Pine Ridge and Airport-Pulling
NAPLES — Whether their commutes are slowed by poorly-timed traffic lights or they’re just too lazy to get out of bed in the morning, David Heywood-Jones does not have sympathy for hurried red-light runners.
“I personally think that a red-light runner, when he gets caught, should probably have his license taken away for life,” the 74-year-old traveling salesman and East Naples resident said. “As far as I’m concerned, it’s premeditated murder.”
If that sounds rash, consider that in the mid-1990s Heywood-Jones’s sister and niece were killed in California by a man who sped through a red light at about 50 mph, he said. His family was devastated.
“I’m a man, so I’m not supposed to be quite as devastated,” Heywood-Jones said. “It’s something I don’t think about it very often anymore. When I see a red-light runner it pops into my mind, and I try to push it back.”
It’s because of his sister’s and niece’s deaths that Heywood-Jones supports the use of red-light running cameras on Collier County roads.
Sometime this week, just shy of a year since they were approved by the Collier County Commission, the first red-light running cameras will be flipped on at the intersection of Pine Ridge and Airport-Pulling roads. The cameras have been installed in the eastbound and westbound lanes of Pine Ridge Road, Sheriff’s Office spokeswoman Karie Partington said.
Sheriff’s Office staff is finishing training on the cameras in the coming days.
For a few weeks, violators will be issued warnings to give them time to get used to the cameras, Partington said.
After that, the agency will issue $125 citations for violating a county ordinance. Florida law does not allow the use of red-light cameras for enforcing traffic violations, and the cameras are not permitted on state highways.
“The goal is not for anybody to get a citation,” Partington said. “The goal is to get people to stop for the red light. We want to give them as much information as we can.”
On Thursday the Sheriff’s Office began a two-week campaign called “Red Means Stop In Any Language” to increase red-light safety awareness. The agency has posted informational signs about red-light safety at several major intersections in Collier County.
According to the National Highway Traffic Safety Administration, more than 1,000 people are killed and more than 180,000 motorists are injured due to red-light runners every year. These motor vehicle crashes cost $14 billion per year.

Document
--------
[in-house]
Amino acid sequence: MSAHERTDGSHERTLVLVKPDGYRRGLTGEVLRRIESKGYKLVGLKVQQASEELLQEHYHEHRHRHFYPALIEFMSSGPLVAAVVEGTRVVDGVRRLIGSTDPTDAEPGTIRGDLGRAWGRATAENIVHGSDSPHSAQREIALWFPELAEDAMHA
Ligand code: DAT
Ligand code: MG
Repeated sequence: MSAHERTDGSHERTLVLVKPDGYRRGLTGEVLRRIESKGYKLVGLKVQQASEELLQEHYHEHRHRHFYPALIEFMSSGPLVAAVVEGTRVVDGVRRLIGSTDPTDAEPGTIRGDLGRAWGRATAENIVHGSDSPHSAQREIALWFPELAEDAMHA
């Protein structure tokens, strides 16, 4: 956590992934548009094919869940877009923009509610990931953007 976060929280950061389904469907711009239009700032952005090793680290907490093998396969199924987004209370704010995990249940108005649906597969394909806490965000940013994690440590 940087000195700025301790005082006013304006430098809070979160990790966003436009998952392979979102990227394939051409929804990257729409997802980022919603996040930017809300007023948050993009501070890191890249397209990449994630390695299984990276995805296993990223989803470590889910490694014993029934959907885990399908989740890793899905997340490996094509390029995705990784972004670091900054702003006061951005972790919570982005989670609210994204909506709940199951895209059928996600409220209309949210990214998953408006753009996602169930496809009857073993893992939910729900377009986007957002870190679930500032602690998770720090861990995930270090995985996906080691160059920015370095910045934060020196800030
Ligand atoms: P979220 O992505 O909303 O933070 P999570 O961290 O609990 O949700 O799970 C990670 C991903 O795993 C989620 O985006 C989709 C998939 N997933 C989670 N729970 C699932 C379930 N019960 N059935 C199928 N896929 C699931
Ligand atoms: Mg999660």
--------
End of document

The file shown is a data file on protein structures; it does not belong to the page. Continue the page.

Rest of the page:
In 2007 there were 132 crashes related to red-light running in Collier County, the Sheriff’s Office reported.
Collier commissioners voted 3-2 on April 22, 2008, to install the unmanned cameras, which photograph the license plates of red-light runners and make a digital video of the infraction.
The cameras have proven to be controversial nationwide, with critics claiming they are Orwellian tools that actually increase the overall number of accidents because drivers stop abruptly to avoid fines. Supporters say the cameras have a proven track record of reducing red-light running offenses and more-serious T-bone crashes.
There will be no up-front cost for the cameras, which have been provided by the Arizona-based American Traffic Solutions, said Collier transportation department spokeswoman Connie Deane.
“It’s a turnkey agreement with ATS,” Deane wrote in an e-mail. “They provide the equipment, maintenance and on-going field and back-office operations and recoup their investment from a portion of the citations.”
Commissioner Jim Coletta initially voted against the cameras because he didn’t believe he had enough information about them at the time, but has since changed his opposition.
“Believe me, I will be monitoring it,” Coletta said. “It’s a very controversial subject, but to do nothing would be a mistake.”
Harry Campbell, the chief traffic engineer for the Lee County Department of Transportation, said that statistics show red-light running does not lead to a large number of crashes in Lee County. However, there have been talks of installing test cameras at the intersection of Colonial Boulevard and Summerlin Road for review.
“The camera doesn’t lie,” Campbell said. “It catches the violator dead to right.”
Many residents are in favor of the cameras.
“I don’t like to do the big brother intrusion, but something needs to be done with red light runners,” Gina McCabe said Thursday morning at Pine Ridge Crossing, near the intersection of Airport-Pulling and Pine Ridge roads where the first cameras have been installed.
McCabe, of North Naples, said she almost got into a vehicle accident on Thursday because of a red light runner at Pine Ridge Road and Napa Boulevard, where many motorists run the red light to turn left onto Napa Boulevard.
Since it’s not possible for police officers to be at every corner, McCabe, 40, said she supports having cameras at intersections.
Bob Arkes, a seasonal Naples resident from Ohio, also supports red-light cameras.
“It’s wonderful,” Arkes, 80, said. “There’s a crying need for some means of preventing people (from running) red lights.”
He would like to see a running record of red-light violator tickets. Arkes added that a camera at Forest Lakes Boulevard and Pine Ridge Road is needed.
“We are strong advocates for anything that they can do to stop red light runners,” he said.
Partington said the Sheriff’s Office looked at the number of crashes from red-light running and red-light running offenses at various intersections to determine where to place the first cameras. She said a few more will be put up this year, though the specific number of cameras and the exact intersections have not been determined yet.
A trained deputy will review each infraction before a citation is issued, Partington said.
People can contest the citations with the Collier County Code Enforcement special magistrate.
“This is not about putting up cameras and citing people,” Partington said. “Our overall goal is to get people to stop when the light is red.”